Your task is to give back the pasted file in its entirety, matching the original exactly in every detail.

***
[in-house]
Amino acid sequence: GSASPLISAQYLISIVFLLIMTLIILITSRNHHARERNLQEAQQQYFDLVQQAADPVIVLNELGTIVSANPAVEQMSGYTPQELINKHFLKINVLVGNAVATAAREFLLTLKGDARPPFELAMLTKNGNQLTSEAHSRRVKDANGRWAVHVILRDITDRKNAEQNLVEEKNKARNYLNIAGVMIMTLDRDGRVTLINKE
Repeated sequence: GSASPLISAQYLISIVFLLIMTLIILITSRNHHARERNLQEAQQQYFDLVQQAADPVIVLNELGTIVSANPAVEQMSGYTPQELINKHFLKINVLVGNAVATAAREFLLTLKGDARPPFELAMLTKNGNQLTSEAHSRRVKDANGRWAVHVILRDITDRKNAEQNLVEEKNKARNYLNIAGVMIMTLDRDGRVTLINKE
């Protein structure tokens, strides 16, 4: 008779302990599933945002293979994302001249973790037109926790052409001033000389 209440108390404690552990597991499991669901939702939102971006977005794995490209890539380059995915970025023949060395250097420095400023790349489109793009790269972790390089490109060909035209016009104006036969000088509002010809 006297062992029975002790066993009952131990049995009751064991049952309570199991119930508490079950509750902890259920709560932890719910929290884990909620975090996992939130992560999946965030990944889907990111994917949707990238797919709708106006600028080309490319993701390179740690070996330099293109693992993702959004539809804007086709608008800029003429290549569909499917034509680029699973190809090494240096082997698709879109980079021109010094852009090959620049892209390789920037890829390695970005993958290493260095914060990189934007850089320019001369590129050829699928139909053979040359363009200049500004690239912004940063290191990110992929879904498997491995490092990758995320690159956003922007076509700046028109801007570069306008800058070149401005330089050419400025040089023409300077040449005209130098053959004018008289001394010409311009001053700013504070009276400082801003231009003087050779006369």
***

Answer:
[in-house]
Amino acid sequence: GSASPLISAQYLISIVFLLIMTLIILITSRNHHARERNLQEAQQQYFDLVQQAADPVIVLNELGTIVSANPAVEQMSGYTPQELINKHFLKINVLVGNAVATAAREFLLTLKGDARPPFELAMLTKNGNQLTSEAHSRRVKDANGRWAVHVILRDITDRKNAEQNLVEEKNKARNYLNIAGVMIMTLDRDGRVTLINKE
Repeated sequence: GSASPLISAQYLISIVFLLIMTLIILITSRNHHARERNLQEAQQQYFDLVQQAADPVIVLNELGTIVSANPAVEQMSGYTPQELINKHFLKINVLVGNAVATAAREFLLTLKGDARPPFELAMLTKNGNQLTSEAHSRRVKDANGRWAVHVILRDITDRKNAEQNLVEEKNKARNYLNIAGVMIMTLDRDGRVTLINKE
């Protein structure tokens, strides 16, 4: 008779302990599933945002293979994302001249973790037109926790052409001033000389 209440108390404690552990597991499991669901939702939102971006977005794995490209890539380059995915970025023949060395250097420095400023790349489109793009790269972790390089490109060909035209016009104006036969000088509002010809 006297062992029975002790066993009952131990049995009751064991049952309570199991119930508490079950509750902890259920709560932890719910929290884990909620975090996992939130992560999946965030990944889907990111994917949707990238797919709708106006600028080309490319993701390179740690070996330099293109693992993702959004539809804007086709608008800029003429290549569909499917034509680029699973190809090494240096082997698709879109980079021109010094852009090959620049892209390789920037890829390695970005993958290493260095914060990189934007850089320019001369590129050829699928139909053979040359363009200049500004690239912004940063290191990110992929879904498997491995490092990758995320690159956003922007076509700046028109801007570069306008800058070149401005330089050419400025040089023409300077040449005209130098053959004018008289001394010409311009001053700013504070009276400082801003231009003087050779006369």